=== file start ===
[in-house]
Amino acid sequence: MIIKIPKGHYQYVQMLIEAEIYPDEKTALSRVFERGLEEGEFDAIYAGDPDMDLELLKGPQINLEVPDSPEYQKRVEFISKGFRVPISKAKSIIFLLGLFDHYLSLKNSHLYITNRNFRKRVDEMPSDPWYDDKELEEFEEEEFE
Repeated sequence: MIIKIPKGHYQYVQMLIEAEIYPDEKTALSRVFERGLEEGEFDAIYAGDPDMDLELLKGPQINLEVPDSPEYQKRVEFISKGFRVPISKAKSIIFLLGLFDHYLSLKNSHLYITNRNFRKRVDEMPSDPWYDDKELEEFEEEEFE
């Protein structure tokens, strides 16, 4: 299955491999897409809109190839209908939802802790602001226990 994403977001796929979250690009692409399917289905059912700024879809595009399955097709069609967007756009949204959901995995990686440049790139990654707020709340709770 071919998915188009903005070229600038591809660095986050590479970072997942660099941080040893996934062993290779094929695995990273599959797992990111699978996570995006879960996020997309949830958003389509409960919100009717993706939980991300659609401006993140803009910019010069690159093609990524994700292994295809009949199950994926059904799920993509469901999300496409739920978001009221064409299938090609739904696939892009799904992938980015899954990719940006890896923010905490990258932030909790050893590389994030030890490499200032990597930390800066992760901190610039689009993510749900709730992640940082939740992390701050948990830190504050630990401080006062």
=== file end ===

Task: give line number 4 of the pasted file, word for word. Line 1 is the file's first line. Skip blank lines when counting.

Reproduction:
């Protein structure tokens, strides 16, 4: 299955491999897409809109190839209908939802802790602001226990 994403977001796929979250690009692409399917289905059912700024879809595009399955097709069609967007756009949204959901995995990686440049790139990654707020709340709770 071919998915188009903005070229600038591809660095986050590479970072997942660099941080040893996934062993290779094929695995990273599959797992990111699978996570995006879960996020997309949830958003389509409960919100009717993706939980991300659609401006993140803009910019010069690159093609990524994700292994295809009949199950994926059904799920993509469901999300496409739920978001009221064409299938090609739904696939892009799904992938980015899954990719940006890896923010905490990258932030909790050893590389994030030890490499200032990597930390800066992760901190610039689009993510749900709730992640940082939740992390701050948990830190504050630990401080006062």